Your credit score will be affected by the points that were taken off of it. A lower credit score makes it harder to get a loan or a credit card in the future. It can also make it less likely to qualify for an apartment or a loan.
Even with a low credit score, it doesn’t mean that you should never close a credit card. Instead, it’s important to think carefully about how you treat it.
There are many reasons to cancel a credit card. You might be tired of paying the annual fee and want to get a better rewards program.
Does Closing My Credit Card Account Hurt My Credit Score?
Closing a credit card account may impact your score negatively. It can also hurt if it’s an older, high-limit card. When you close a credit card account, the amount of available credit you have suddenly jumped up. This tells lenders that you’re using a higher amount of credit and could pose a risk to them.
Getting a new credit card can also help lower your score in the long run. It can also help lower the average age of your credit report.
Your credit score is calculated by taking into account the length of time it has taken for you to pay off your debts and the number of years it has been since you opened accounts.
After you close a credit card account, your scores may decrease for a few months, but they usually rebound in a few months if you make your payments on time.
What Happens If You Close a Credit Card Account
When you close your Chase credit card account, you lose the available credit limit on that account. This causes a sudden jump in your Credit Utilization Ratio.
This rate is the portion of your revolving credit that’s used to pay off the debts that are currently accruing.
Closing a credit card account increases your credit utilization ratio. It shows that you are using a higher amount of available credit.
If your Chase credit card account has been open for a long time, closing it can lower the average age of the credit card accounts on your credit report.
The average age of your credit card accounts is one of the factors that go into the calculation of your credit scores. As such, lowering the average age of your credit card accounts can lower your credit scores.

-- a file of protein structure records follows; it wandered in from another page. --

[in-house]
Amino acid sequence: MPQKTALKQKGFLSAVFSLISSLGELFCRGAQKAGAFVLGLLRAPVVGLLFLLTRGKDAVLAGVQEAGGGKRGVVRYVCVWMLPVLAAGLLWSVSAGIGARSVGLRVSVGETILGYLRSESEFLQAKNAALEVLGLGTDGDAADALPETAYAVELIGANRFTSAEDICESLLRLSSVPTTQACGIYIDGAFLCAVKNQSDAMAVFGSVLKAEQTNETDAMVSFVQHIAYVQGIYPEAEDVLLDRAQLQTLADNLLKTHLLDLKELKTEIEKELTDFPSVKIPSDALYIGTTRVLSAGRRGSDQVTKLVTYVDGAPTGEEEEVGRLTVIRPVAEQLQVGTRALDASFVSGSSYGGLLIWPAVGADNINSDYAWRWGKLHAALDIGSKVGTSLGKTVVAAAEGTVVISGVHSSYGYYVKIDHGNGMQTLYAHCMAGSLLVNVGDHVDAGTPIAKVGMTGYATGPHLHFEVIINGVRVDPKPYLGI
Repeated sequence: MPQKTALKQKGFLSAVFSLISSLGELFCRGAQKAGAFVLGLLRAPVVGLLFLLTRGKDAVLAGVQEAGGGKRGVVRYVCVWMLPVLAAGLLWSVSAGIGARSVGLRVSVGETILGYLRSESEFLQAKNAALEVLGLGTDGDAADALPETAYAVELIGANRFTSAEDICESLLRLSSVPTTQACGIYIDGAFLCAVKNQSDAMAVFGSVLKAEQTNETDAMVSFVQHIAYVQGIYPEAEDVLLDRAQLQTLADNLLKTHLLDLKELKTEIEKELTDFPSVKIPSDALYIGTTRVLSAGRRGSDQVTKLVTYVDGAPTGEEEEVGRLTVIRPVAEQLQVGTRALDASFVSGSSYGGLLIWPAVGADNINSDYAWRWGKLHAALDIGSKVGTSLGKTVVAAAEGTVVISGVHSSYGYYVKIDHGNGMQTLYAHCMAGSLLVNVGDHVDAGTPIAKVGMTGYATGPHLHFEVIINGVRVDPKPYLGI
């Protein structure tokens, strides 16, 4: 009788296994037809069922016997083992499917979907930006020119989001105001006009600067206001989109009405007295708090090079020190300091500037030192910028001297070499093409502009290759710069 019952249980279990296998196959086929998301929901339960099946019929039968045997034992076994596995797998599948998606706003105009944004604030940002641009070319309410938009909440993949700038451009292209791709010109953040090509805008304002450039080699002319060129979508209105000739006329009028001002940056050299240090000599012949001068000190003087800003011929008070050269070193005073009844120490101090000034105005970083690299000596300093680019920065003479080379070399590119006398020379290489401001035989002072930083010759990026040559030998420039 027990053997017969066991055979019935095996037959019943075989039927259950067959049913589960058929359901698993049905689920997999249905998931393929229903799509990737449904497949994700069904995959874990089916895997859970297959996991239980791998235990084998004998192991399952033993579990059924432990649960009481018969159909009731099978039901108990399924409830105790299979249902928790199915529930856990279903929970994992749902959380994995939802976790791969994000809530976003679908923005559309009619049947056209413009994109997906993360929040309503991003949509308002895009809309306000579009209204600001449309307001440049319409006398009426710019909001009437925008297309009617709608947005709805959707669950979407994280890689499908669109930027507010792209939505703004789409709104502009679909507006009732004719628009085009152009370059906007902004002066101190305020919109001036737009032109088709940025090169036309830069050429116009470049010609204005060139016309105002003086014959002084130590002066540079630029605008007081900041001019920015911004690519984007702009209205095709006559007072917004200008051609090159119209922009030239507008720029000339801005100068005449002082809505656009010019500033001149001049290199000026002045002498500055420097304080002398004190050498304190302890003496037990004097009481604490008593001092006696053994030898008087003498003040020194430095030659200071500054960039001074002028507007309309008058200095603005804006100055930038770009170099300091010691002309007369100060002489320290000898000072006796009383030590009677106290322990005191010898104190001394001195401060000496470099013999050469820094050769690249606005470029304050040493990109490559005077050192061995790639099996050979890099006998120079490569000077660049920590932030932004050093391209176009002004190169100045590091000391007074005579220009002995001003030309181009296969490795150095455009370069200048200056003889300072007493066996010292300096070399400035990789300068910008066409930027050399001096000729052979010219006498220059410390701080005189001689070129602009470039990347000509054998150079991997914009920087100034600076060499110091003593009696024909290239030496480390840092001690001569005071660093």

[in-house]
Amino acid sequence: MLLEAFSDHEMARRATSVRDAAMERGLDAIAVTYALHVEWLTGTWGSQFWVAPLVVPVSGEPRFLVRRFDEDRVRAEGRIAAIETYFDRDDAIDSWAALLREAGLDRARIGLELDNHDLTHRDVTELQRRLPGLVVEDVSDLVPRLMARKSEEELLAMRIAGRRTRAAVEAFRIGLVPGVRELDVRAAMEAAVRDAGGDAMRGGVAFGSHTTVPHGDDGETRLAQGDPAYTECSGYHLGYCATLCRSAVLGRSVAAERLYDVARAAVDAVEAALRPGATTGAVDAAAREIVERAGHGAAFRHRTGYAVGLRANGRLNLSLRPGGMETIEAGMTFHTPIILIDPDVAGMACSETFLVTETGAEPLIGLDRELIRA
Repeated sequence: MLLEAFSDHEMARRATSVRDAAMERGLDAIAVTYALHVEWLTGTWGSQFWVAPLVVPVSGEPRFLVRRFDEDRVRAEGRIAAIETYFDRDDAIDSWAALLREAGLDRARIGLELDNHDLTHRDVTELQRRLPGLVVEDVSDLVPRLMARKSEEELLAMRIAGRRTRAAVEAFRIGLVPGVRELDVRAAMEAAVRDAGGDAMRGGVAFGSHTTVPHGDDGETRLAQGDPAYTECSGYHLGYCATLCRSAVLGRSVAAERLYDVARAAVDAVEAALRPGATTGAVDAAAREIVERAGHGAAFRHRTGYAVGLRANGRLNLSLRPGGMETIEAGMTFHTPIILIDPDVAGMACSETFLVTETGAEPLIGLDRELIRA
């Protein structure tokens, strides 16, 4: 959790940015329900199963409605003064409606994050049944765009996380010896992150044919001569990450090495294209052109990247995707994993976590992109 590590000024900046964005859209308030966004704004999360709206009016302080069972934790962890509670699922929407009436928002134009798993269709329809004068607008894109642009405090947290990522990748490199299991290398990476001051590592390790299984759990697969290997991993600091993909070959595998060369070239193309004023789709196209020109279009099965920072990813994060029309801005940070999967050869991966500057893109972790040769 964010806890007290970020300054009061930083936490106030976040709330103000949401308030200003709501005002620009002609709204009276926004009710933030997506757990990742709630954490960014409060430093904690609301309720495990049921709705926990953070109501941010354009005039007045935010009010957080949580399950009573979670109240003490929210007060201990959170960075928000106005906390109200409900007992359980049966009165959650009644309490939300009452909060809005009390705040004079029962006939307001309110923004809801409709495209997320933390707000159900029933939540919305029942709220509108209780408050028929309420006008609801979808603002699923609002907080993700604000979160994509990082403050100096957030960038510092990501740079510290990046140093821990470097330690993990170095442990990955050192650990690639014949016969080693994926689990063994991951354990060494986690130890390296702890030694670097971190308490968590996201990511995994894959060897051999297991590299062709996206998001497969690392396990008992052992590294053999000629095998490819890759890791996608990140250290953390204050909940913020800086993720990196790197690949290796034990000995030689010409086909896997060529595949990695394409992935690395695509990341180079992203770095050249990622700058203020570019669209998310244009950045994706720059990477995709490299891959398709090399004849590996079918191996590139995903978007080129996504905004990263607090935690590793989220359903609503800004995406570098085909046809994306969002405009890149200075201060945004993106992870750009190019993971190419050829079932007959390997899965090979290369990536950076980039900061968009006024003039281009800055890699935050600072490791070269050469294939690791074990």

While your credit scores may take a hit initially after closing a credit card account, they typically rebound in a few months if you do not go into delinquency and continue to make your payments on time.
So the bottom line is, do not close your Chase credit card, or any credit card for that matter, if you plan to apply for other credit, such as a mortgage or auto loan, in the next few months.
Is it better to close a credit card or leave it open with a zero balance?
Sometimes, it’s possible to close a credit card account to save money and help boost your credit score.
Consider canceling your credit card if:
The credit card has a high annual fee: If you don’t use the rewards on your card regularly, it may be worth closing it. You may also want to transfer your account to a card that doesn’t have a fee.
You are overspending it: If you have a tendency to spend more than you can afford, closing an account can help you reduce your debt. However, it can also lower your score by transferring your spending to another account.
The credit card has a high interest rate: It’s also a good idea to avoid carrying a balance on a credit card if its interest rate is high. Doing so will help you avoid accruing interest.
Make sure that you pay off all of your purchases in full to avoid accruing interest. Also, avoid using the card frequently to avoid having it permanently closed.
You are upgrading to a rewards card: If you’re planning on transferring accounts, ask the issuer to transfer the account to another card instead. This will not affect your credit score, but it could lower it.
Don’t cancel your credit card if:
The credit card is the oldest account: Your credit score is influenced by the length of time that has passed since you last applied for credit. Having accounts open can help improve your score as it will keep them open.
If you have multiple accounts that have been open for at least ten years, the average age of these accounts is around five years.
Just because you don’t use it often: There’s no penalty for not using a credit card. However, if you do, the card issuer may cancel it. It’s important to remember that not using a credit card may affect your credit score.
You don’t have that many credit card accounts: Your credit score may be higher if you have a lot of accounts and a low credit utilization ratio. This is because closing accounts can increase your total credit available.
Benjamin is a certified financial advisor, with over 10 years of experience in the industry. He is knowledgeable about various business and financial topics, such as retirement planning and investment management. Ben has been recognized for his work in the financial planning industry. He has also been featured in various publications.